by Pat Nabong, ABS-CBN News
CHICAGO — A murky legal system and lack of access to proper legal counsel. Those were the barriers that led to Julita Bartolome’s deportation on August 23, according to her attorney, family and friends.
Katherine del Rosario, the family attorney, said, “I think in Julie’s case it all kind of goes back to access to counsel, access to good legal advice, which she just didn’t have for this 20-year period.”
Julita thought she was doing the right thing when she walked into this building for an interview with USCIS on July 17. But the effort to legalize her presence in the U.S. only led to her deportation.
“Pastor Ed really believed that he and his wife were honoring God and obeying the law by going into this interview,” said Jay Ketanus.
Julita came to the U.S. as a domestic worker, applied for asylum and was denied. Her attorney at that time reportedly failed to notify her that she had to leave the country. She married Edgardo, a custodian and pastor who was a U.S. citizen.
In 2002, they filed an I-130 petition.
“My parents didn’t know what steps to take in order to have the deportation order cancelled and for my mom to get her green card so they kept … visiting the immigration office, they kept writing letters to government officials,” said Aaron Bartolome, stepson of Julita.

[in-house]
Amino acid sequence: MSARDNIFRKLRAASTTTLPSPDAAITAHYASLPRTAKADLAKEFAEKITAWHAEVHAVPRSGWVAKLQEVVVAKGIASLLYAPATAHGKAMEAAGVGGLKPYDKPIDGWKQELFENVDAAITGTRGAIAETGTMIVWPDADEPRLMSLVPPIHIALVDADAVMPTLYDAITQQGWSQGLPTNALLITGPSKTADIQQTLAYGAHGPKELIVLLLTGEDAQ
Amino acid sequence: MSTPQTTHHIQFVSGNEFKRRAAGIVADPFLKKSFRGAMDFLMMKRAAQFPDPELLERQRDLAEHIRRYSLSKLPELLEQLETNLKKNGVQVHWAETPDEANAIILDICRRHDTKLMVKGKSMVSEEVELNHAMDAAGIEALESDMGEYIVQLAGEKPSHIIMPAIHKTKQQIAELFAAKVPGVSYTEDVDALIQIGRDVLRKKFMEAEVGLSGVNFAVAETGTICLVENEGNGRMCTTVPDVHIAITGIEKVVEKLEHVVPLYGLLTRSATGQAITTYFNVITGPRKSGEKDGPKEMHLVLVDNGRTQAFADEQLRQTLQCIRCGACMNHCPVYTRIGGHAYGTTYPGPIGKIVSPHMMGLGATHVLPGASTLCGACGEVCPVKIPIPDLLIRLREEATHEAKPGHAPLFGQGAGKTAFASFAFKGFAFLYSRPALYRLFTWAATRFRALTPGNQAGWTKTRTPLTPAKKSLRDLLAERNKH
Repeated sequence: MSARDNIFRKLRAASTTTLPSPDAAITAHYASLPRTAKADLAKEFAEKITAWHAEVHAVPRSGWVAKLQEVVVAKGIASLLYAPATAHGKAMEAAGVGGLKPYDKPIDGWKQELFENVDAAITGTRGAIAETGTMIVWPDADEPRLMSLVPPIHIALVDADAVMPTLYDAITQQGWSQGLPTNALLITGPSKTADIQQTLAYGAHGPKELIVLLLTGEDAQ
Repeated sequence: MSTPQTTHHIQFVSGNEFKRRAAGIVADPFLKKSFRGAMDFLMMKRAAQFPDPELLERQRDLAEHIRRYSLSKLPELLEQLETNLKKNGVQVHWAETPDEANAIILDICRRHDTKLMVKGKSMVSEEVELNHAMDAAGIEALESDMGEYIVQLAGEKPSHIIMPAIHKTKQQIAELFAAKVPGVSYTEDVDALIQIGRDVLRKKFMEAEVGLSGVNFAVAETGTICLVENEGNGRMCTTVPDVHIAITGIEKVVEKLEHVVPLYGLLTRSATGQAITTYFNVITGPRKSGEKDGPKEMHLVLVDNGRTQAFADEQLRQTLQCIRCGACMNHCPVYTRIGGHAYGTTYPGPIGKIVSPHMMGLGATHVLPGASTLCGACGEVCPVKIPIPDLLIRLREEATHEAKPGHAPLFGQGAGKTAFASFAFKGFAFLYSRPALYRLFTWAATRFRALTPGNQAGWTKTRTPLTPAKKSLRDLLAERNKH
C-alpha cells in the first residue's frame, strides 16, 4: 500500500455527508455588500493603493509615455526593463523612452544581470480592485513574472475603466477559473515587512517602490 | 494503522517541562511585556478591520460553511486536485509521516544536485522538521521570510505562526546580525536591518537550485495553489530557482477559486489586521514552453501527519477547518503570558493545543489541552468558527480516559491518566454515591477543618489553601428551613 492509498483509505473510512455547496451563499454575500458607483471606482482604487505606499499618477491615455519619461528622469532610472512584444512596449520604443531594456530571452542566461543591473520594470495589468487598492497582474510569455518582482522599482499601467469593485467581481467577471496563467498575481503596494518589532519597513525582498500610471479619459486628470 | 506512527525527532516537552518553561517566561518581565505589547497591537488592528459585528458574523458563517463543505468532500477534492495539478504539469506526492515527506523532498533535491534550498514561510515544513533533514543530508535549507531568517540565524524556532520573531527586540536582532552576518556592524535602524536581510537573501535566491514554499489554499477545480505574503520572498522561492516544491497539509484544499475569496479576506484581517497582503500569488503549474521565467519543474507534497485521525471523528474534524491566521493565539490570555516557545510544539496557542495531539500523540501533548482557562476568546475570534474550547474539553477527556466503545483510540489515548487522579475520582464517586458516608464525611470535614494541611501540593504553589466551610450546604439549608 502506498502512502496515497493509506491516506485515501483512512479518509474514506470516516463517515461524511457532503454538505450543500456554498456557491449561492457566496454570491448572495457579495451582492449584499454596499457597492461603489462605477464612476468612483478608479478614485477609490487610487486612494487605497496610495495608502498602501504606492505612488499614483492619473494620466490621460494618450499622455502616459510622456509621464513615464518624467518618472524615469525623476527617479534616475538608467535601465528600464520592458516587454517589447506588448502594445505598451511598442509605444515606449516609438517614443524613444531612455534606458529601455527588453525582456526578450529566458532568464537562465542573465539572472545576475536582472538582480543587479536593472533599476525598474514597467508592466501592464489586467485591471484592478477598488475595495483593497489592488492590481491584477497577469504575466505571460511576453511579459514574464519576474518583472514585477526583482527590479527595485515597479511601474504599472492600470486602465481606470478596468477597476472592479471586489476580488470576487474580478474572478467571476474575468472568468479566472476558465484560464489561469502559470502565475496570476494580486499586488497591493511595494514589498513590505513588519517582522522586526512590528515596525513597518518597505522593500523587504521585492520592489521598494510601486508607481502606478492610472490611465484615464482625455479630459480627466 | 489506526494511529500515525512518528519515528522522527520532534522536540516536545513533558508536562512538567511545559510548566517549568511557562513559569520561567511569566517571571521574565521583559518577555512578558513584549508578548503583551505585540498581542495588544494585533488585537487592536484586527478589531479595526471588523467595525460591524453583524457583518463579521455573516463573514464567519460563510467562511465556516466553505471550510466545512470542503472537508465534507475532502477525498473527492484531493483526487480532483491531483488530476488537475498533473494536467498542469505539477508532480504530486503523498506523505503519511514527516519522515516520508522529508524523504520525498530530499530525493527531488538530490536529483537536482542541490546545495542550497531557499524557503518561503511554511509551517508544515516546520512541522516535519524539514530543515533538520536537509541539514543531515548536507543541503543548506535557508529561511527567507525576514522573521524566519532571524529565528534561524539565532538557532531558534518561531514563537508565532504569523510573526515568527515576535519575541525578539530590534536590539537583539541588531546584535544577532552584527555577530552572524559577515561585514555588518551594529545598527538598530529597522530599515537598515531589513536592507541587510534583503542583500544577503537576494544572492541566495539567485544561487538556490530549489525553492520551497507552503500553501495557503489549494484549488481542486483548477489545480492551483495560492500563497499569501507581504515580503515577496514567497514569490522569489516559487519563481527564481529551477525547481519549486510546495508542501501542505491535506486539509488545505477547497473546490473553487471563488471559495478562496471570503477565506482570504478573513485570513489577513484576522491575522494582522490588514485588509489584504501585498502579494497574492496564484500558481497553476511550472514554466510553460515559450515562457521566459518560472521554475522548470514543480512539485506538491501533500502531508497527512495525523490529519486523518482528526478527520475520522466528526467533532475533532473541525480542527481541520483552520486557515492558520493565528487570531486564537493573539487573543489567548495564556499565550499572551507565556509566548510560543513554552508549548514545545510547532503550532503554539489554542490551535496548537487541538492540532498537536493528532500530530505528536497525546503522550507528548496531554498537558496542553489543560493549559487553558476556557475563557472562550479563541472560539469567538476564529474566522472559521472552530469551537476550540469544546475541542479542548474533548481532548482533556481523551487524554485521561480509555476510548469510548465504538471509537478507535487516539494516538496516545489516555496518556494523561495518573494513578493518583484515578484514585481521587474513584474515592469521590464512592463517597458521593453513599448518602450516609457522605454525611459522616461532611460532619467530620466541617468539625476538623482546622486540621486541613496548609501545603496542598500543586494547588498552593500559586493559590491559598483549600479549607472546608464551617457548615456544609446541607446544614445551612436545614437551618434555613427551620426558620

Bartolome told ABS-CBN News in a statement that his parents had no idea how to fight the deportation case, but they kept reaching out to immigration officials.
In 2017, they filed another I-130 petition.
“His intention was to reopen the case but really it brought her to the attention of ice cos that’s when they got called in for an interview.”
Her I-130 petition was approved after the interview in July 2019, according to Del Rosario. But on the same day, ICE detained her for over a month at the McHenry adult correctional facility before deporting her to the Philippines.
Aaron said authorities did not tell them where she was and they couldn’t find her for days.
The Bartolomes then found an attorney, which they did not have up until that point.
Friends have set up a GoFundMe to help the Bartolomes, but others haven’t been sympathetic.
“There are also many who continue to believe that if she had just obeyed the law that none of this would have happened but of course this couple really believed that they were obeying the law … and yet this still happened to them.”
“I want people to have compassion on families who are suffering because they’re being separated.”
Aaron said people should have compassion for families who are forced to separate because of America’s broken immigration system.
The GoFundMe page for the Bartolomes is meant to pay for the family’s legal expenses and help Edgardo pay for a plane ticket to the Philippines to visit Julita in Cavite.
Julita is residing there with her relatives while taking steps to apply for an immigrant visa.